ACEP ID:

Pediatric Emergency Medicine

Case Study Answers-Infant With A Rash

Answer A: Gianotti-Crosti syndrome  

Answer B: This is a reactive skin eruption related to a viral illness.

Answer C: Although many viral infections have been associated with Gianotti Crosti Syndrome, hepatitis B virus and Ebstein Barr virus have been most closely associated with this eruption. Other viral infections such as coxsackie virus, adenovirus, parainfluenza virus, Hepatitis A, and cytomegalovirus are also associated with this.

General Description: Gianotti-Crosti syndrome is a post-viral reactive eruption affecting infants and small children.  It is characterized by papular and vesicular eruptions of the face, buttock, and the distal aspects of the extremities. The trunk is usually spared.  The definitive diagnosis is by biopsy.  Eruptions usually last between 2 to 6 weeks, and resolve without intervention.  Treatment is directed toward controlling pruritis. Oral antihistamines are usually helpful.  In case of secondary infection (usually staphylococcal skin infection), anti-staphylococcal antibiotics are utilized.  Note that Gianotti-Crosti rash can be similar to acrodermatitis enteropathica. Other differential diagnoses of this rash include coxsackie hand foot and mouth disease, Kawasaki’s disease, Henoch Schönlein Purpura, and papular urticaria.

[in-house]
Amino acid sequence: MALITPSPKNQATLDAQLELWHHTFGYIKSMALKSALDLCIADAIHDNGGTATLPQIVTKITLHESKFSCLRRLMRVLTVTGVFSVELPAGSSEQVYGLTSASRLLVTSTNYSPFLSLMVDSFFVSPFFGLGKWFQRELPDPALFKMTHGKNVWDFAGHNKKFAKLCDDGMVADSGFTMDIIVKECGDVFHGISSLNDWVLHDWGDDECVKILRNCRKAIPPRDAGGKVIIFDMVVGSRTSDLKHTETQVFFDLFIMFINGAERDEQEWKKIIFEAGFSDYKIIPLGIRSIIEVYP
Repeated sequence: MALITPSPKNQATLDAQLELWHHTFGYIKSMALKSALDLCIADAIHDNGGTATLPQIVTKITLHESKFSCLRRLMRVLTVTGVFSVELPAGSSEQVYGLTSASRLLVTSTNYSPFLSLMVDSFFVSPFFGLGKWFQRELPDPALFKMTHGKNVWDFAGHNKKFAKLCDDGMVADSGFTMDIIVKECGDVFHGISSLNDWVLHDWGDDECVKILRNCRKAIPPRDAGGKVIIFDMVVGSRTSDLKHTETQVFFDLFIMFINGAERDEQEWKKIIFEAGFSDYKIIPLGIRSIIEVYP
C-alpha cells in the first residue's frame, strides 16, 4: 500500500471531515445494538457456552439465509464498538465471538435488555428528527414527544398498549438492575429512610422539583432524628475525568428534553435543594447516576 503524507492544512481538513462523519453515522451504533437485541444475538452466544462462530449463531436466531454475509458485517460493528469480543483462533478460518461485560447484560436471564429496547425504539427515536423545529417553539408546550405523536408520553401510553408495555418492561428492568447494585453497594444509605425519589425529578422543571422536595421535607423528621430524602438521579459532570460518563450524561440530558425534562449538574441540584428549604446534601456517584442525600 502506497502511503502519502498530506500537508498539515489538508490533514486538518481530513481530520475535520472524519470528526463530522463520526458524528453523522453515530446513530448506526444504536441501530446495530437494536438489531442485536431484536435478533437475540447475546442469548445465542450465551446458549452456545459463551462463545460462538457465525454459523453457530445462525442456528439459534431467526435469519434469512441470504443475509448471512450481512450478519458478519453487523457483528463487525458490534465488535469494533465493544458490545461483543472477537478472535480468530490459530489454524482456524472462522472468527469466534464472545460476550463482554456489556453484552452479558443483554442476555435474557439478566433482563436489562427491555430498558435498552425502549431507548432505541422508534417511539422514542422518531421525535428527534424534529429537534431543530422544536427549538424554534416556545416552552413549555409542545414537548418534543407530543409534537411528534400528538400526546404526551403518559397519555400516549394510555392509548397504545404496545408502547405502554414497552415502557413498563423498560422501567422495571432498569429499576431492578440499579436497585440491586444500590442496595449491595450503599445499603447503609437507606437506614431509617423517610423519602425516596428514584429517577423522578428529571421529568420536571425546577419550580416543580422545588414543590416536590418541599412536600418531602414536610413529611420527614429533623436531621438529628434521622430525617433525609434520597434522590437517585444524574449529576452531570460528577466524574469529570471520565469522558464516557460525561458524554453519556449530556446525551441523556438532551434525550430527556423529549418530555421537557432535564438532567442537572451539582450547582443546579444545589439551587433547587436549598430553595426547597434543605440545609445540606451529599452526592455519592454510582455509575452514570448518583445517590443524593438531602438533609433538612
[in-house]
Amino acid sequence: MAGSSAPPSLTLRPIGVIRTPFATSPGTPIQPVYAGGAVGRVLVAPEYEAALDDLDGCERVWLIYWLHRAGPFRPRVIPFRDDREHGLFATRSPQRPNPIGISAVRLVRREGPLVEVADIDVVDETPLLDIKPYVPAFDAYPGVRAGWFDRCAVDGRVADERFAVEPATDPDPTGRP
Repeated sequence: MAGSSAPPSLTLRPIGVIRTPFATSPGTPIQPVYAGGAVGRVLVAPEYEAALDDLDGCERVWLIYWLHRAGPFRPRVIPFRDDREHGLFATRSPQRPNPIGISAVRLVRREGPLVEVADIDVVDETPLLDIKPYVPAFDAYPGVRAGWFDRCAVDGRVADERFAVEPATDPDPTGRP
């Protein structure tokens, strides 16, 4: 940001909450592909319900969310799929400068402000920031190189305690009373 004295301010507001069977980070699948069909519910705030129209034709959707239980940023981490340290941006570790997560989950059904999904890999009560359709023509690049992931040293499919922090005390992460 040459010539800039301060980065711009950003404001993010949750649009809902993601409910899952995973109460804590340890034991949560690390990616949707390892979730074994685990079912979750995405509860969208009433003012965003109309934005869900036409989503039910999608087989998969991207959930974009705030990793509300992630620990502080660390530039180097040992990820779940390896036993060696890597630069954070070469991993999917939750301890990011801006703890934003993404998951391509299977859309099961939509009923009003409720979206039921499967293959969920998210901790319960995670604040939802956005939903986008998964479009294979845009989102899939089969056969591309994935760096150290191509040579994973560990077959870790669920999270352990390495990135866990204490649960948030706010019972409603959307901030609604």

Gianotti-Crosti Syndrome-Image 2

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